COULD Bundaberg be the perfect place for Qantas to open a flying school?
This is the question to which community leaders have all shouted a resounding "yes".
It comes after Qantas began scoping regional towns, looking for the ideal location to set up shop, to help meet the increasing need for skilled aviators.
The Qantas Group Pilot Academy is expected to open its doors to students next year during 2019 and is likely to be established near an existing airfield in regional Australia to provide easy access to uncongested airspace.
It will represent an initial investment of up to $20million to establish a new facility and will train about 100 pilots a year and up to five times more for other parts of the aviation industry in the future.
This is music to 17-year-old Patrick Boylan's ears, after he left the Rum City to pursue a career in aircraft maintenance in Brisbane.
He finished school last year and was offered a scholarship with Air Queensland.
"I'm happy here at the moment but I'd definitely look at it," he said.
"My parents still live in Bundaberg, which would make it easier for me."
The 17-year-old said at the least it would put a lot more aviation jobs in Bundaberg and less people would leave.
With the university rightacross the road fromthe airport, it makessense for the two to team up.
The typical path for most students entering the academy would be high school and university graduates with strong academic performance.
After up to 18 months of classroom, simulator and real-world flight training, students would then receive further training specific to the type of aircraft they will be flying before entering service as a first officer on turboprop aircraft, sitting next to an experienced captain.
CQU Vice-Chancellor Professor Scott Bowman said the uni supported the call to the area.
"CQUniversity supports the Qantas approach for a 'regional Australia' pilot academy and would be happy to support the initiative at any of our campuses across Australia," he said.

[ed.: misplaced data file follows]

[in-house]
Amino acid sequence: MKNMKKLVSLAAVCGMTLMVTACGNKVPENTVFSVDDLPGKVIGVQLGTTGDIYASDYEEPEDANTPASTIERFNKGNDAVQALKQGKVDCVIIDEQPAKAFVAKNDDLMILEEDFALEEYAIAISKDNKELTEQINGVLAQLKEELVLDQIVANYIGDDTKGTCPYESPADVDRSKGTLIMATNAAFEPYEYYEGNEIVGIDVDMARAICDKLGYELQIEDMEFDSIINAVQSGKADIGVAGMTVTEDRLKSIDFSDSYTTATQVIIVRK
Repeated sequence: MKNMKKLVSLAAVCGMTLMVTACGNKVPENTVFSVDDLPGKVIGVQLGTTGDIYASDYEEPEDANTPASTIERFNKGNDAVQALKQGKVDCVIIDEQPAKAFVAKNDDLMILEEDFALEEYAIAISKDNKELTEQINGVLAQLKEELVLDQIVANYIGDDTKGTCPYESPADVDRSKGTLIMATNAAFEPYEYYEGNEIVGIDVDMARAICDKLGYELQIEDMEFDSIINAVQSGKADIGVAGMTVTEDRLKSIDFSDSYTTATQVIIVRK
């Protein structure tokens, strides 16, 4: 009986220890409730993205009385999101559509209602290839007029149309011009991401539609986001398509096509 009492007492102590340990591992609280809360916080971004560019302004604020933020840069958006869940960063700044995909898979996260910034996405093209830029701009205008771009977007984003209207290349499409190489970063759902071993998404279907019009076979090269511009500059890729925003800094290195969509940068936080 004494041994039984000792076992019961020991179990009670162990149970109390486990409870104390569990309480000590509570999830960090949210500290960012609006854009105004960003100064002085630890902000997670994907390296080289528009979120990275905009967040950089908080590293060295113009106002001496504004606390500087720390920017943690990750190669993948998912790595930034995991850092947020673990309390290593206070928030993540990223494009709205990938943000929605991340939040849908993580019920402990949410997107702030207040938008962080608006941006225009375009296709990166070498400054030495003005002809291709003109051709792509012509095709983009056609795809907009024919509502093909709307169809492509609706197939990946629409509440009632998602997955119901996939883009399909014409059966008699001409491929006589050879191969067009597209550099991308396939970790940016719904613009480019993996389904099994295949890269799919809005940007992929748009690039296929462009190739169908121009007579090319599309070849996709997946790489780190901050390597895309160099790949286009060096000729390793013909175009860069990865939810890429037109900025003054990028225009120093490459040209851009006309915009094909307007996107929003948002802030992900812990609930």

"CQUniversity has a huge network of locations so we would be a natural partner to support Qantas in rolling out this initiative."
The university currently has three aviation degrees available at the Bundaberg campus.
Member for Bundaberg David Batt said the Rum City was the ideal spot for the flying kangaroo to dig its heels in.
"Qantas should stop looking at other possible locations, Bundaberg is ready to go," he said.
"We have exactly what Qantas is looking for."
Mr Batt said we ticked all the boxes, we are a regional town and our airport has available air side lots ready to build on.
"We also have easy to access, uncongested airspace and right across the road from the airport is CQU," he said.
"One of the only universities in Australia that offers study in aviation."
CQU conducts a pilot training program, which means students have the opportunity to stay here in Bundaberg and attend the Qantas Pilot Academy after completing their training. Bundy ticks all the boxes.
He agreed it would be a coup for Bundaberg in creating new jobs.
"Bundaberg Regional Council has been looking for an opportunity for something like this for many years, so the prospect is very exciting," he said.
"Another reason why Bundy couldn't be more suitable, is our history.
"Bert Hinkler, a born and bred Bundaberg boy, was a pioneer Australian aviator. He designed and built early aircraft and later became the first person to fly solo from England to Australia, and the first person to fly solo across the Southern Atlantic Ocean.
The Hinkler Hall of aviation was built in Bundaberg to celebrate his achievements, and gives visitors an insight into his adventures."
"Establishing the Qantas Group Pilot Academy here in Bundaberg just makes sense."
Hinkler MP Keith Pitt said there were three airports within a 150km area - Bundaberg, Hervey Bay and Maryborough - with uncongested airspace, making this region an ideal location for a pilot academy.
"As well as multiple universities in close proximity to the airports, some already offering aviation programs, makes this region a great choice.It's a wonderful place to live and I would welcome Qantas choosing to invest in the region," he said.
Qantas Group CEO Alan Joyce said the academy would become a critical part of the national carrier's long term talent pipeline - and an important resource for Australian aviation.
"Qantas has a proud history of having some of the best pilots in the world and we want to make sure it stays that way," he said.
"By creating our own academy, we can train the next generation of pilots to the Qantas Group standard."
"Boeing estimates the world will need about 640,000 more pilots in the next 20 years, with 40 per cent in the Asia Pacific region. That level of demand makes the academy important not just for Qantas but for Australian aviation more broadly so that all parts of the industry have access to qualified pilots in a country that relies so heavily on air transport.
Mr Joyce said over time, he saw potential for the academy to become a competitive advantage for Australia in the region.
"It could train pilots for other airlines and grow into the largest academy of its kind in the southern hemisphere," Mr Joyce said.
The academy will initially train around 100 pilots a year for direct entry into the Qantas Group, including Jetstar and regional carrier, QantasLink. Depending on demand from other parts of the aviation industry, this could grow to 500 pilots a year on a fee-for-service basis.
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